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Mercy's Story

Mercy's story of cancer and amputation.

Mercy's Story

About us!

October 22nd, 2009 · 3 Comments · Uncategorized

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I’m just going to borrow my first real blog post from the About section I just typed up, because it’s a good place to start.

Hello! I’m Ashley, Mercy’s mom, and I’ll be writing on behalf of her… as a result of her lack of opposable thumbs. And of course she’s too busy running around like a mad woman and sleeping to do it herself. A little about myself, I’m a 24 year old veterinary technician, mostly specializing in surgery. I spent majority of my time at work, studying for work-related things, spending time with my own furkids, and playing around online. In addition to Mercy, I have a 3 year old domestic longhair tuxedo cat named Mouse, and a 6 year old domestic longhair tuxedo cat named Tippin. We aren’t here to talk about the cats, though.

Mercy is a miniature pinscher (though slightly large, so we call her a maxi-pin), born March 12th, 2000. Her cancer story starts in November, 2008 when we found the first lump on her left front leg. We started with a fine needle aspirate to take a sample of cells to send to the lab, which came back as nothing. By December, she was undergoing surgery to debulk the mass (due to the location, it was impossible to get good margins) and send it in for a biopsy to the lab. It came back as a grade I Fibrosarcoma. Next came leg radiographs, chest radiographs, and a visit to the oncologist. The oncologist said the only options were radiation therapy, or amputation since there was no way to get clean margins. They strongly recommended radiation therapy; however, it would cost close to $10k, I would lose Mercy for 3 months since she’d pretty much have to live in the clinic 1.5 hours away. She’d have to be anesthetized daily (and she feels so horrible after anesthesia) and have an open wound for the duration, with only a 75% success rate after 3 years. Which admittedly is a fairly good prognosis, but the cost would be extravagant to me, and I didn’t feel it would be an ideal situation for my babygirl. The other option was amputation, but we were told that due to the low metastasis rate, we should hold off until the tumor returned first. Then began the bloodwork and radiographs every 3 months, and the monitoring her leg every day. She did a lot of limping that year. We were told it could be tumor remnants causing it, or tightening of the incision from the surgery causing it, or the dissolvable sutures. The incision took forever to heal, which was most likely a result of the tumor tissue. By September 2009, the limping was worsening, for no known reason, and during an in depth exam at the clinic, I noticed another lump, further down her leg. Once we found that lump, her limping stopped. Apparently it was her way of telling us something else was wrong. The process began again. First, the needle aspirate, again with no conclusive results. Then the surgical debulking, again unable to get clean margins, and the tumor was infiltrating surrounding nerves. The conclusion this time? A grade II mast cell tumor. A call back into the oncologist gave the same results, only this time the prognosis was slightly worse, due to the grade and nature of the tumor. Again, unable to do the radiation on the first tumor, let alone the second tumor, we’ve opted for amputation. Two types of cancer in one leg is enough. It’s time to sacrifice the leg to save the life. After all, dogs are born with 3 legs and a spare.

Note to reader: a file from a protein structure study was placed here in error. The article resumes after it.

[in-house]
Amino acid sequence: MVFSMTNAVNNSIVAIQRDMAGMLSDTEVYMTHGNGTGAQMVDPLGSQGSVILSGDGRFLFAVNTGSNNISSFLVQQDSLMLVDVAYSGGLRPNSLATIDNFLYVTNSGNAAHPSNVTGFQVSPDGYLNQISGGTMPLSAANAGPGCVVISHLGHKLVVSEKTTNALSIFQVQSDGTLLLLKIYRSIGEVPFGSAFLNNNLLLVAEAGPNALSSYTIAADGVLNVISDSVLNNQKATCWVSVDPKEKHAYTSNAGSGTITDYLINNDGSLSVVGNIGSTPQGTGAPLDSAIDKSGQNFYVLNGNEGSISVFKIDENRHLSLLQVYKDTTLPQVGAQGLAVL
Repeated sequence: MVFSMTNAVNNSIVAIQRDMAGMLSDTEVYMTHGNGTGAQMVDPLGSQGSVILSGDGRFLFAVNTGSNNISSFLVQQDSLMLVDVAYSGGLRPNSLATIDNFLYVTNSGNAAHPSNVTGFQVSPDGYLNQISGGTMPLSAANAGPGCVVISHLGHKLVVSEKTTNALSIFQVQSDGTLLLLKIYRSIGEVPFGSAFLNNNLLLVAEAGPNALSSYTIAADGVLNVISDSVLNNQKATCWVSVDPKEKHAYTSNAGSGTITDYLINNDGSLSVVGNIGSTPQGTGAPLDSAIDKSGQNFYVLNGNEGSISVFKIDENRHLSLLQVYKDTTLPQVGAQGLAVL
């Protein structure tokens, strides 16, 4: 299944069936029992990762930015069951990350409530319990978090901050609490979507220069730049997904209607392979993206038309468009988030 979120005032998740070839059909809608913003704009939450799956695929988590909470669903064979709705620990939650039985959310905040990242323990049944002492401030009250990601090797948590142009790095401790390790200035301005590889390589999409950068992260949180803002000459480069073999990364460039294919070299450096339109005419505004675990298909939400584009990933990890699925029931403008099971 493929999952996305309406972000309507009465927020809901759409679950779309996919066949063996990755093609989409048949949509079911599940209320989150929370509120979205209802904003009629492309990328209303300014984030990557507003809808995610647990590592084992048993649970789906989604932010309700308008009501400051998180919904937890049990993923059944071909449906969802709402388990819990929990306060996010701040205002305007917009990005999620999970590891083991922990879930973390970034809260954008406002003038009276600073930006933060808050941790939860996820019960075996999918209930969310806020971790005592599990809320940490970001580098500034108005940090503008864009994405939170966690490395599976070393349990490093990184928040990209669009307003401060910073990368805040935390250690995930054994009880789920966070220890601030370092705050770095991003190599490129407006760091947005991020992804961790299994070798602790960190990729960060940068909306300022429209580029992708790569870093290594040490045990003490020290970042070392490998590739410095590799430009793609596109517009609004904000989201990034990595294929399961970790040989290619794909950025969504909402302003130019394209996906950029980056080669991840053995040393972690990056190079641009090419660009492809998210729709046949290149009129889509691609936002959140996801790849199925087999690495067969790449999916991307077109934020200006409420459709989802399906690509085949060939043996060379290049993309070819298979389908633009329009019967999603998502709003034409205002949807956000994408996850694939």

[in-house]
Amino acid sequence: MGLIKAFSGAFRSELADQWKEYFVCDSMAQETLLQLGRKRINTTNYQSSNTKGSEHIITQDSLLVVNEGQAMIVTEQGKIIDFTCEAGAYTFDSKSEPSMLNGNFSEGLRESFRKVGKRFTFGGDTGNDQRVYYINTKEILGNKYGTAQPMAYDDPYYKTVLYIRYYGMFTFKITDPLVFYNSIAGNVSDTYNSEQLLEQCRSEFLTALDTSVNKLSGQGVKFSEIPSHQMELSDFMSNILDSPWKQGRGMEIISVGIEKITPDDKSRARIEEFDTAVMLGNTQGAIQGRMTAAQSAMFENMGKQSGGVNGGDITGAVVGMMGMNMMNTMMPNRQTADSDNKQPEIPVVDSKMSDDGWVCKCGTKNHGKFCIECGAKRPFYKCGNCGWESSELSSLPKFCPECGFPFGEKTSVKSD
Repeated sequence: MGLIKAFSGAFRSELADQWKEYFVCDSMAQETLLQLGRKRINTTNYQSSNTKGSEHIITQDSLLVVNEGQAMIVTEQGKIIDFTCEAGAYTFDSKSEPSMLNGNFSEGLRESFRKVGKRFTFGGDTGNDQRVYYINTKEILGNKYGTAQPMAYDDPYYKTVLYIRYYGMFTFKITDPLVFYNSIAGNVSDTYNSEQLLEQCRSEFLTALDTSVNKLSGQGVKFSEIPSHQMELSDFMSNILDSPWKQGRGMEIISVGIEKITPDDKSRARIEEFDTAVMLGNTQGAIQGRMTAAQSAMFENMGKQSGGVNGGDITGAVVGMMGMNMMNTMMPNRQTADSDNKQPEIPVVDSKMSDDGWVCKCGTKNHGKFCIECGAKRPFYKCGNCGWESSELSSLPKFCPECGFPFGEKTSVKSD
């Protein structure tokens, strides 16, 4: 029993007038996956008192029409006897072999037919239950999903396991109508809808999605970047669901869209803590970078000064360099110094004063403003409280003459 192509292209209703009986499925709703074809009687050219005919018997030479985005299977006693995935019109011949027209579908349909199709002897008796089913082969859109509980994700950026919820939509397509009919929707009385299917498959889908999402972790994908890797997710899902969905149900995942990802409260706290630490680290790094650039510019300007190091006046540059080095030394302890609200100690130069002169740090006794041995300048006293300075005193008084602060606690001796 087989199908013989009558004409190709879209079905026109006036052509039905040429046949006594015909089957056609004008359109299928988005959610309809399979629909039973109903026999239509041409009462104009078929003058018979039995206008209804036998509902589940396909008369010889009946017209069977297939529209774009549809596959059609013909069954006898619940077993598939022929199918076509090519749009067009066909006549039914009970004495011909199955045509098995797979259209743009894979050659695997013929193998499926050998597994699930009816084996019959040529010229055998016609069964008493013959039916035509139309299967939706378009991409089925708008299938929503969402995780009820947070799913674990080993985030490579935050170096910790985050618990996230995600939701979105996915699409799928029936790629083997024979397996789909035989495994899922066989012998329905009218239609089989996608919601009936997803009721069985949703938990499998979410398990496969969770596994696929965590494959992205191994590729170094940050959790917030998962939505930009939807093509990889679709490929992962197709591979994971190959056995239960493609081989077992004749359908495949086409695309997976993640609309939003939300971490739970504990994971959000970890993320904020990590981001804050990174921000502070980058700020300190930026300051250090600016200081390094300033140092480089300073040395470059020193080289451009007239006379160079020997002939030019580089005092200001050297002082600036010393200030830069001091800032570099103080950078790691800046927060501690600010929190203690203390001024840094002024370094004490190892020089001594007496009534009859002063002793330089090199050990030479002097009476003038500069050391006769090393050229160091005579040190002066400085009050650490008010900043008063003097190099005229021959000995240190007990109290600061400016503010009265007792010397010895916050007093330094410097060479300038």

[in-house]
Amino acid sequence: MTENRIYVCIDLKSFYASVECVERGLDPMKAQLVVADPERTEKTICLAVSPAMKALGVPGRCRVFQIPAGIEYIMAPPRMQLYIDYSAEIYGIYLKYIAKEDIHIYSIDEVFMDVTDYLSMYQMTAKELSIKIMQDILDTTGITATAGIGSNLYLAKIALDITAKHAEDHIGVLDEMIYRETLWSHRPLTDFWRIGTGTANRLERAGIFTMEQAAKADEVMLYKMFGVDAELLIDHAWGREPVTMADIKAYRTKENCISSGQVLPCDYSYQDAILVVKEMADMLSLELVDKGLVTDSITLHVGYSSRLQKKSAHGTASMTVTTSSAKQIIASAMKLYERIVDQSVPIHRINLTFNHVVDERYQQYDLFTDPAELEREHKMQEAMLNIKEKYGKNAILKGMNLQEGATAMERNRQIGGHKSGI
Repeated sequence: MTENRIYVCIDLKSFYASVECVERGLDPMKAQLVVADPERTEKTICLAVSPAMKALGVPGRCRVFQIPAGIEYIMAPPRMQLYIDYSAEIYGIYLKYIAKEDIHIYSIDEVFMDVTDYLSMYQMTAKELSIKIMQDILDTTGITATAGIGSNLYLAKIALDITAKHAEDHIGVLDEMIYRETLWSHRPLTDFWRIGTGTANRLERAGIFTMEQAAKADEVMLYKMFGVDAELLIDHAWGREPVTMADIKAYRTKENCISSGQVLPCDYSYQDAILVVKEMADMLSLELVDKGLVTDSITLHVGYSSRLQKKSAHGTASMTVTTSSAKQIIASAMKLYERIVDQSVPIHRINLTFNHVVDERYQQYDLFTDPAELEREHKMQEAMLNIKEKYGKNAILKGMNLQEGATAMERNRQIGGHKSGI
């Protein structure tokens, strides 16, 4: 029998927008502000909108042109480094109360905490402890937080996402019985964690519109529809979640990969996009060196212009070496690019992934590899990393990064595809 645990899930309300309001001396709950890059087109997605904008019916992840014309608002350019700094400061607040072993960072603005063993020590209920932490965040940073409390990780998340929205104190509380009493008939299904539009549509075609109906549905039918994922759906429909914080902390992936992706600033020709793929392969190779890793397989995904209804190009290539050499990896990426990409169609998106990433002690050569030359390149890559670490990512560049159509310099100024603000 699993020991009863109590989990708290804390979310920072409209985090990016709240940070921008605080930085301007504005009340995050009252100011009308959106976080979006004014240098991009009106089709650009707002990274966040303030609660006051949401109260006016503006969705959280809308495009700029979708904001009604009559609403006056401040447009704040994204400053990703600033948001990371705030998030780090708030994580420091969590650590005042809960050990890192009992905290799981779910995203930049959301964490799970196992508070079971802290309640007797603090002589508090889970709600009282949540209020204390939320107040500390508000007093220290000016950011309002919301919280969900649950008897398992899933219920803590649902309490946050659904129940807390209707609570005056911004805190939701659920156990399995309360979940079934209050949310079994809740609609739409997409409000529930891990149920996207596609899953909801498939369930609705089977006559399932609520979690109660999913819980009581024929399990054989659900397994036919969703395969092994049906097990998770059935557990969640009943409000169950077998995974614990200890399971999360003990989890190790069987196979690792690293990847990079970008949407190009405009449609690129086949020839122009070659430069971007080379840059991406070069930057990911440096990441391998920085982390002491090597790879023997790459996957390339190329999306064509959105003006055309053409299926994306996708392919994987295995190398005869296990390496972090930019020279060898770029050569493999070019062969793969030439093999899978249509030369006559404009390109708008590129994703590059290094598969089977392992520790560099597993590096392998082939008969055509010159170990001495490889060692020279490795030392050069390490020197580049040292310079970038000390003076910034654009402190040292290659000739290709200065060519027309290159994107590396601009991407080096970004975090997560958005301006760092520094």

This starts the beginning of a new chapter. We’ve taken 3 view chest radiographs, which on initial inspection look normal, and have been sent to a radiologist for further examination. All of her bloodwork came back relatively normal for her age. She’s scheduled for an abdominal ultrasound October 29th, with an ultrasound-guided biopsy of her lymph node to check for metastasis. Then November 4th is the date when my Mercy becomes a tripawd. Even being a vet tech doesn’t make it easier – in fact, sometimes it’s more difficult. It’s one of the situations where I’d rather be an owner than a vet tech.

In any case, I’m very excited to come across this website today, and hope to keep an updated blog on Mercy’s progress… if only to keep my mind preoccupied so I don’t go (more) insane. Please feel free to ask questions, leave comments, what have ya!

Thank you!

Ashley and Mercy

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3 Comments so far ↓

  • shiloanne

    Thank you Ashley & Mercey for sharing your story and joining the family here at Tripawds. I am so sorry that it is that nasty “C” word that led you to the site, and our thoughts go out to you and Mercy.
    Tripawd parents helped me keep my sanity and gave all the support that I needed and more. Due to this positive influence it helped our family stay positive for Shilo.
    I imagine that it would be harder as a vet tech knowing both sides of the situation.
    Just know that whenever you need a shoulder or an ear we are all here for you.

    Shilo & Alisa

  • mercysmom

    Thank you for your kind sentiments, they’re greatly appreciated. I’m glad I’ve found this resource and intend to advertise it at work for others in need of a community like this.

  • cynp

    I commend you on your idea to advertise this site at your work place. There was no mention of any support groups (as good as the doctor is that worked on Fin) when Fin and I left the veterinary clinic.

    We came on the site while looking for information on dog fevers and amputation care.

    I t is amazingly helpful, as both dog and human are going though through high phycological changes, and the better we humans can accept the changes the better our most beloved ones can as well.

    You will both be fine,

    Cyn and Fin

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